The Number-One Tip for Setting “Good” Goals

4 min read
Kelly Sikkema / Unsplash

Source: Kelly Sikkema / Unsplash

The holiday season is fast approaching, and, before we know it, we will be ringing in the new year. With each new year comes a flood of articles, social media posts, and advice columns on New Year’s resolutions. I’m not here to tell you not to make them. Rather, I am here to tell you that if you do want to make New Year’s resolutions, there is one crucial thing to keep in mind that will determine the likelihood of reaching your goal and—if you do—how you will feel when you reach it.

Knowing Our True Selves

What is that one thing? Well, research from the field of goal setting teaches us that, to make “good” goals, it is of utmost importance to know our “true selves” (e.g., see the self-concordance model by Sheldon, 2014, and self-determination theory by Deci & Ryan, 1985). That is, who are we, deep down inside? Unfortunately, this same research tells us that, as we grow into adults, we become increasingly less in touch with our true selves—for example, because we begin to think more about what other people and society expect of us, or because we simply have less time to invest in anything outside of the day-to-day grind.

Thus, an important task is rediscovering our “true selves.” One way to do this is to make a list of all of the things that you used to love doing when you were a child. What activities brought you joy? What activities got you into the “flow” and made you lose track of time?

Looking at this list, what do you think these activities tell you about the kind of person you are, what you love, and what you find important? Write down a few keywords. For example, if you are like me, and used to spend endless hours drawing as a child, you might write down keywords like art, creativity, and self-expression.

Another strategy is to find someone you love and respect, and who loves and respects you, too. Ask them what they notice brings you joy. When have they seen you at your most joyful and carefree? What do they think are your true interests and talents? Interestingly, research shows that, oftentimes, our loved ones can have a more accurate perception of us than we do of ourselves.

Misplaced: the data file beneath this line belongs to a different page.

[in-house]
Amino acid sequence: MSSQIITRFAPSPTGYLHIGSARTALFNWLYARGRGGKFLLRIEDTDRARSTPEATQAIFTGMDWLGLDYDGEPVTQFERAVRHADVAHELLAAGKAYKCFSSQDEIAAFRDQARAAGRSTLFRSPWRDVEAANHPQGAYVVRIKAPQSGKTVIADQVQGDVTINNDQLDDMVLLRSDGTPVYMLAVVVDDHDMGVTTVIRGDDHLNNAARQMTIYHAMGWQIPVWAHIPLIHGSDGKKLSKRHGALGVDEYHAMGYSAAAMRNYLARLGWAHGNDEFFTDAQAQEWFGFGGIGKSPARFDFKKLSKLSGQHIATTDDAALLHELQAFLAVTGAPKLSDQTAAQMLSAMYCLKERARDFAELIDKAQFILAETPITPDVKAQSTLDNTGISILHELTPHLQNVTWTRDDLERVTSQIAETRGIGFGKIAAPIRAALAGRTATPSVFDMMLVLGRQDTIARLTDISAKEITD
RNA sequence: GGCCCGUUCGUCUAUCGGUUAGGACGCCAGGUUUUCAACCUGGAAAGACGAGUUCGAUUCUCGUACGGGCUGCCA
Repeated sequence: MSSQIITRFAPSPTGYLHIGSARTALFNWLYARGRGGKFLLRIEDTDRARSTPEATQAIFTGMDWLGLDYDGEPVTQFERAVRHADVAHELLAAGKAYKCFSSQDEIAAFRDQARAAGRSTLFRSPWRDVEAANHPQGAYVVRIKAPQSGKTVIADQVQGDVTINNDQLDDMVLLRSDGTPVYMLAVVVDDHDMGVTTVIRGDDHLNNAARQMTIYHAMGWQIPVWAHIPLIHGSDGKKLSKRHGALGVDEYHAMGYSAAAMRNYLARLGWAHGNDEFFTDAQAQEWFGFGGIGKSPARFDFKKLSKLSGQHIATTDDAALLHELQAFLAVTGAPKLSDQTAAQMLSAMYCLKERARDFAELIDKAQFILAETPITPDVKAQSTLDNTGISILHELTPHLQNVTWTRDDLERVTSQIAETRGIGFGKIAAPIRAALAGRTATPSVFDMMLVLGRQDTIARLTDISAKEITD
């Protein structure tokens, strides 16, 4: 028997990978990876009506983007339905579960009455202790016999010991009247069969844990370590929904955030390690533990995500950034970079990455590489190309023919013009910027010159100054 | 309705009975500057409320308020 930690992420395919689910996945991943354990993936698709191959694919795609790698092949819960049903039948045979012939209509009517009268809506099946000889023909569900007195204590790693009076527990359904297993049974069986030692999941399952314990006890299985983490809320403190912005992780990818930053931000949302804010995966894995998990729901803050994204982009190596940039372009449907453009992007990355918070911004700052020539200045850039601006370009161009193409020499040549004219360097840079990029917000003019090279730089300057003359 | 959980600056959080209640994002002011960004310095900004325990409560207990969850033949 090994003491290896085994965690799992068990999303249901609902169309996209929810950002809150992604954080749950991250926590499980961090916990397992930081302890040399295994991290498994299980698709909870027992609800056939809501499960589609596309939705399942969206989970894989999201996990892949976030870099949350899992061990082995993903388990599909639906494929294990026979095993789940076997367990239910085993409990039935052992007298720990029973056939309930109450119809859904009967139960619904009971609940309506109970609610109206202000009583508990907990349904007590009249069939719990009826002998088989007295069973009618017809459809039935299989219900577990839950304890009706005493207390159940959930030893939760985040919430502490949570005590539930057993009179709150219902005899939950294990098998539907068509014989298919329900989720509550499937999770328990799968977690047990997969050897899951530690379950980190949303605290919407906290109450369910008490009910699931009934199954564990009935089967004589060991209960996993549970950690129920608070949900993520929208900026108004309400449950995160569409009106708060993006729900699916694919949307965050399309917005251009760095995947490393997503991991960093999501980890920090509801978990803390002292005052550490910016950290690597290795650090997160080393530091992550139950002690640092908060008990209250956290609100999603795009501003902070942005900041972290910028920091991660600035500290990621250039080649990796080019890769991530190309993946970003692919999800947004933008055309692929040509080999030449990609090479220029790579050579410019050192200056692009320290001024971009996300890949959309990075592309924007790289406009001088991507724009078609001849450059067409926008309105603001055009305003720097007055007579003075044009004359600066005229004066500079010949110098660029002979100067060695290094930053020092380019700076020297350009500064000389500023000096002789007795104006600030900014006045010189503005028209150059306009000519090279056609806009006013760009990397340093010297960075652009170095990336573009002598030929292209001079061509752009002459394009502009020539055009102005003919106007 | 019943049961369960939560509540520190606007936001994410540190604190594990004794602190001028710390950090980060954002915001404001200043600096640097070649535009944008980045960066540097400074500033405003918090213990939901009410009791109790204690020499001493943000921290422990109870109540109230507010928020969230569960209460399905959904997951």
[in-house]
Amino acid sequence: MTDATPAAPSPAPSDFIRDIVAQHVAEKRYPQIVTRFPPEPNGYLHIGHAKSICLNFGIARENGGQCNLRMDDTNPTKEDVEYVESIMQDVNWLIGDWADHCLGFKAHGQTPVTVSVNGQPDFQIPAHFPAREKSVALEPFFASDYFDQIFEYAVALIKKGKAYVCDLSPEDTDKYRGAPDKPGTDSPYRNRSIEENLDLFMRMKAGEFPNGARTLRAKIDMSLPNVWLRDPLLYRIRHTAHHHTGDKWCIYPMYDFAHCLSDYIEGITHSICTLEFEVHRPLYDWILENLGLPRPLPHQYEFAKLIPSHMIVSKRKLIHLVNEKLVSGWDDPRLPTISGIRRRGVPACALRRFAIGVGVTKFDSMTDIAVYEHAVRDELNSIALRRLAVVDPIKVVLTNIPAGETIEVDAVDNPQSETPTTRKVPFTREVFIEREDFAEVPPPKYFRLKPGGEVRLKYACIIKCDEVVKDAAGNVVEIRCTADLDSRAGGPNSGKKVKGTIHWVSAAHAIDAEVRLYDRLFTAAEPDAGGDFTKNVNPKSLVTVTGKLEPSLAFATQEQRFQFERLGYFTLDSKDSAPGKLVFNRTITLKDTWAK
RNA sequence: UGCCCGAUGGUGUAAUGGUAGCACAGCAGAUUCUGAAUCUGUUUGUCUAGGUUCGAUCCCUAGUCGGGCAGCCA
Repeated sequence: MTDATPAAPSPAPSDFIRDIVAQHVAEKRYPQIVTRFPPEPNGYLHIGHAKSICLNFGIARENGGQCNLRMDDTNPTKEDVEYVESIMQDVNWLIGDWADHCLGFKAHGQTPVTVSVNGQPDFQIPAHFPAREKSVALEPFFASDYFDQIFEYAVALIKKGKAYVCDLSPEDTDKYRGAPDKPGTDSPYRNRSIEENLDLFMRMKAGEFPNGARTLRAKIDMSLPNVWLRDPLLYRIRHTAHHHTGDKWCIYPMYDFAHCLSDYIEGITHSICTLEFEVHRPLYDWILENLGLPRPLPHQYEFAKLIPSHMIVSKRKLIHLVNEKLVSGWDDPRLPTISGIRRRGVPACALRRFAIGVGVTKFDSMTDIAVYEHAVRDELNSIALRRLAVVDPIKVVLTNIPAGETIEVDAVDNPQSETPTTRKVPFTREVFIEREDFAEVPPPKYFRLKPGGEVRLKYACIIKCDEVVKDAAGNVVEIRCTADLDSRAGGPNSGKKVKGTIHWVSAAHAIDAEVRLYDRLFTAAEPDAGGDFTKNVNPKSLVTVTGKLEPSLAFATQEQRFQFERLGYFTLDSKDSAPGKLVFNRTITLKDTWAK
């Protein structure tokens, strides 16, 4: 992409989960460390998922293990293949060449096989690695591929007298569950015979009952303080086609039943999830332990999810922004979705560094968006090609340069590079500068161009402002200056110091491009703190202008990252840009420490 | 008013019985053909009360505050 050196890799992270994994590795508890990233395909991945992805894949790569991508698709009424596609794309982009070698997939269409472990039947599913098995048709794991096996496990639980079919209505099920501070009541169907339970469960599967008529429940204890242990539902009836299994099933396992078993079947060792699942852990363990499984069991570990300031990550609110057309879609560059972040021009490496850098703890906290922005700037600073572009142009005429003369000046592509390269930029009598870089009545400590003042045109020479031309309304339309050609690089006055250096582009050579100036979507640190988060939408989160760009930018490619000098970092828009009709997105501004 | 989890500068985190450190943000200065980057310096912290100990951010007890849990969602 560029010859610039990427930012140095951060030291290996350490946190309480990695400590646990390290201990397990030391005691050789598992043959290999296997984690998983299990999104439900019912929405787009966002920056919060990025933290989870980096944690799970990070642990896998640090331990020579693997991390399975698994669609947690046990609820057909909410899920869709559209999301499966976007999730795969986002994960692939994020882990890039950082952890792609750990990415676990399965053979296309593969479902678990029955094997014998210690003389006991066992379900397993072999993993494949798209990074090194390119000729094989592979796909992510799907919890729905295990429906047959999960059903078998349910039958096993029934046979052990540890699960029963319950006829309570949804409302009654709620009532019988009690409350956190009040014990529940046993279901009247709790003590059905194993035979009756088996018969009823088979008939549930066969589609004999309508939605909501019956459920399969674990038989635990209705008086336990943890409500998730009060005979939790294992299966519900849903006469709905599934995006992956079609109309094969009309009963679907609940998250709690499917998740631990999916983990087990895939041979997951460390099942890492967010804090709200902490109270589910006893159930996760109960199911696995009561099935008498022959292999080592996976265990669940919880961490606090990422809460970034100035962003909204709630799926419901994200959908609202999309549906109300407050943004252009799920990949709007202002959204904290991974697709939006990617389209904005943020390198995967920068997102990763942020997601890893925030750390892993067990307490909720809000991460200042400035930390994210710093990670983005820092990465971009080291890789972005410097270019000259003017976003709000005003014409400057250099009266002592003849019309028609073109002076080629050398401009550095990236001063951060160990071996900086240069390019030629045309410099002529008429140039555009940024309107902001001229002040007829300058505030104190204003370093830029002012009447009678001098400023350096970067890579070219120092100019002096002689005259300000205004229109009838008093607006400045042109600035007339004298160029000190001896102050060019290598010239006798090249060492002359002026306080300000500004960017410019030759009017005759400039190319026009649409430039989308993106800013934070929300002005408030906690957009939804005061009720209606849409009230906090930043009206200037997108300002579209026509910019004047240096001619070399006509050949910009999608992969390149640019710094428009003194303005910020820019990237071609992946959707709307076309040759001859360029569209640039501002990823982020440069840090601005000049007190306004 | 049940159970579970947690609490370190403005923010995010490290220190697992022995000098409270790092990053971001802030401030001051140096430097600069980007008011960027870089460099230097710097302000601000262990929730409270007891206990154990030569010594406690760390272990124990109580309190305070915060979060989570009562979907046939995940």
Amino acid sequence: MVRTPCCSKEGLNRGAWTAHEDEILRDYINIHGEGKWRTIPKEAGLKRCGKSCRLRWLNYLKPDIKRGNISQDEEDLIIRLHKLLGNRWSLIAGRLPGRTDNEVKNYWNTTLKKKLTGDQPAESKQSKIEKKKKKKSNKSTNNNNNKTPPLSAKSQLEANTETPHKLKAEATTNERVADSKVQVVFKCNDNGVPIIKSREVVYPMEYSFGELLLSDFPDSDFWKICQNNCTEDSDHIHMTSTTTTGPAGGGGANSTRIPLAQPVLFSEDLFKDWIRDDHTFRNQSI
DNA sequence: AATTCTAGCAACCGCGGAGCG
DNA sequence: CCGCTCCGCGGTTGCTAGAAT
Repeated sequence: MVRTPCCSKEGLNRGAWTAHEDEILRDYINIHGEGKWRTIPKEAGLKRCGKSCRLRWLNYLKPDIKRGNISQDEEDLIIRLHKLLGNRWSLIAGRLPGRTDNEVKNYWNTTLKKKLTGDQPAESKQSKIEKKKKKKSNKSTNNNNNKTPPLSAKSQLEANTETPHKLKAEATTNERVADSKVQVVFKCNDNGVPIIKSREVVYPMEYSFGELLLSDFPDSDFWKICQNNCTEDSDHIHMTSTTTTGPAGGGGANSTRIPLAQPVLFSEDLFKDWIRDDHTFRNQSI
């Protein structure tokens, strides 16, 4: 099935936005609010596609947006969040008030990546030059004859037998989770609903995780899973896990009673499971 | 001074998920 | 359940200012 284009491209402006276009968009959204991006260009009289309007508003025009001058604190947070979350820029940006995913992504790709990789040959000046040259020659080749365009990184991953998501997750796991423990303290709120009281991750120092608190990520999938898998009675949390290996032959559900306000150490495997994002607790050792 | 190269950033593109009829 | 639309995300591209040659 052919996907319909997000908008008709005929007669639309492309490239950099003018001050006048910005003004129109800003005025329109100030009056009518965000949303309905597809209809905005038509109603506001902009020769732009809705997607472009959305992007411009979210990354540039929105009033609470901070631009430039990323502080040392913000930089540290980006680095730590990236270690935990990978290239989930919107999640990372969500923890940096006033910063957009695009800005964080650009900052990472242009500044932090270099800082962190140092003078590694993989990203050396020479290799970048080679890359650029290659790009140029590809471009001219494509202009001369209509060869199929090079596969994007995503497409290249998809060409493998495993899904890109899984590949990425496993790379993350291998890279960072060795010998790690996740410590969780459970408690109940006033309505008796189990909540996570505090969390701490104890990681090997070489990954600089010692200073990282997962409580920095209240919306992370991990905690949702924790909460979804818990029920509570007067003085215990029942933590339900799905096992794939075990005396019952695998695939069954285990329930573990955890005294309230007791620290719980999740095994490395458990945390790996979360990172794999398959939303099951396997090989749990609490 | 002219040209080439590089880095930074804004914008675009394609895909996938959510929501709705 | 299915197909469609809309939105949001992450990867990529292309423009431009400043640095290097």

Based on these insights, think about some goals that could reflect your true self, and that you would feel excited about achieving. Imagine yourself working toward and achieving these goals, and notice which goals resonate most with you. Write these down, too.

Goals That Bring More Fulfillment

Returning to the research, we know that goals that are in line with our “true selves” are better than goals that are less in line with our true selves. We are more likely to strive toward them and to persist over time, and more likely to achieve them in the end. More importantly, when we do achieve those goals, they will bring us more fulfillment, happiness, and well-being. In contrast, when we make goals that aren’t really in line with who we are deep down, we are likely to feel empty and unfulfilled even if we do achieve them.

Coming to my own research (body image), I will close by making a plea to resist the inevitable onslaught of messages that encourage you to make diet and exercise-related goals to “look your best” in the New Year. After all, research shows that (a) goals pertaining to physical appearance are typically not in line with our “true self” and, thus, are likely to be unsuccessful and unfulfilling (see the research described above) and that (b) focusing on our physical appearance as a source of self-worth will ultimately lead to lower self-esteem and poorer well-being, compared to focusing on all of the aspects of our self that make us truly fascinating and valuable human beings.

You May Also Like

+ There are no comments

Add yours